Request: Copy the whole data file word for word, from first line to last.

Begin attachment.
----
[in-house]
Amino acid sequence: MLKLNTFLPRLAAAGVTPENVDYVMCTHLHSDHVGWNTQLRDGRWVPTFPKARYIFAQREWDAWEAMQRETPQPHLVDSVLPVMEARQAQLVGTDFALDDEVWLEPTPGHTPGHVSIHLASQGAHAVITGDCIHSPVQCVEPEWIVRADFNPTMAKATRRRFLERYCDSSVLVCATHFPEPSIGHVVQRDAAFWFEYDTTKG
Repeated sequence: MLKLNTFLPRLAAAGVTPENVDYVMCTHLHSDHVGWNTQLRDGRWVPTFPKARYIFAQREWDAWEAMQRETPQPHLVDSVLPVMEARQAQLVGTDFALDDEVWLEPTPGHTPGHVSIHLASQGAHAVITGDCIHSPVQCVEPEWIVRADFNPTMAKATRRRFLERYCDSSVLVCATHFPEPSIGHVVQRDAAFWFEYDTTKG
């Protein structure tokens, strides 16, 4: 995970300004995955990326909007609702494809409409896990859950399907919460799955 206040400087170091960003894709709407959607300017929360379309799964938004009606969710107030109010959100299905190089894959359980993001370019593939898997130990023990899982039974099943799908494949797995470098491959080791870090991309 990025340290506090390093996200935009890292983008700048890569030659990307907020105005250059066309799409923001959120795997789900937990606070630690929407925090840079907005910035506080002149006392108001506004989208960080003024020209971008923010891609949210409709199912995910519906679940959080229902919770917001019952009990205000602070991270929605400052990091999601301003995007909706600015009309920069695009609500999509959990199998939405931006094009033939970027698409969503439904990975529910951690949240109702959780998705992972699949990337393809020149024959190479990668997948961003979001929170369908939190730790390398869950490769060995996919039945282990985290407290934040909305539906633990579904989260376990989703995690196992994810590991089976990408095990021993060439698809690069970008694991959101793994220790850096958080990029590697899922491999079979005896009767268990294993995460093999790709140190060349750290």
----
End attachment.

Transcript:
[in-house]
Amino acid sequence: MLKLNTFLPRLAAAGVTPENVDYVMCTHLHSDHVGWNTQLRDGRWVPTFPKARYIFAQREWDAWEAMQRETPQPHLVDSVLPVMEARQAQLVGTDFALDDEVWLEPTPGHTPGHVSIHLASQGAHAVITGDCIHSPVQCVEPEWIVRADFNPTMAKATRRRFLERYCDSSVLVCATHFPEPSIGHVVQRDAAFWFEYDTTKG
Repeated sequence: MLKLNTFLPRLAAAGVTPENVDYVMCTHLHSDHVGWNTQLRDGRWVPTFPKARYIFAQREWDAWEAMQRETPQPHLVDSVLPVMEARQAQLVGTDFALDDEVWLEPTPGHTPGHVSIHLASQGAHAVITGDCIHSPVQCVEPEWIVRADFNPTMAKATRRRFLERYCDSSVLVCATHFPEPSIGHVVQRDAAFWFEYDTTKG
């Protein structure tokens, strides 16, 4: 995970300004995955990326909007609702494809409409896990859950399907919460799955 206040400087170091960003894709709407959607300017929360379309799964938004009606969710107030109010959100299905190089894959359980993001370019593939898997130990023990899982039974099943799908494949797995470098491959080791870090991309 990025340290506090390093996200935009890292983008700048890569030659990307907020105005250059066309799409923001959120795997789900937990606070630690929407925090840079907005910035506080002149006392108001506004989208960080003024020209971008923010891609949210409709199912995910519906679940959080229902919770917001019952009990205000602070991270929605400052990091999601301003995007909706600015009309920069695009609500999509959990199998939405931006094009033939970027698409969503439904990975529910951690949240109702959780998705992972699949990337393809020149024959190479990668997948961003979001929170369908939190730790390398869950490769060995996919039945282990985290407290934040909305539906633990579904989260376990989703995690196992994810590991089976990408095990021993060439698809690069970008694991959101793994220790850096958080990029590697899922491999079979005896009767268990294993995460093999790709140190060349750290």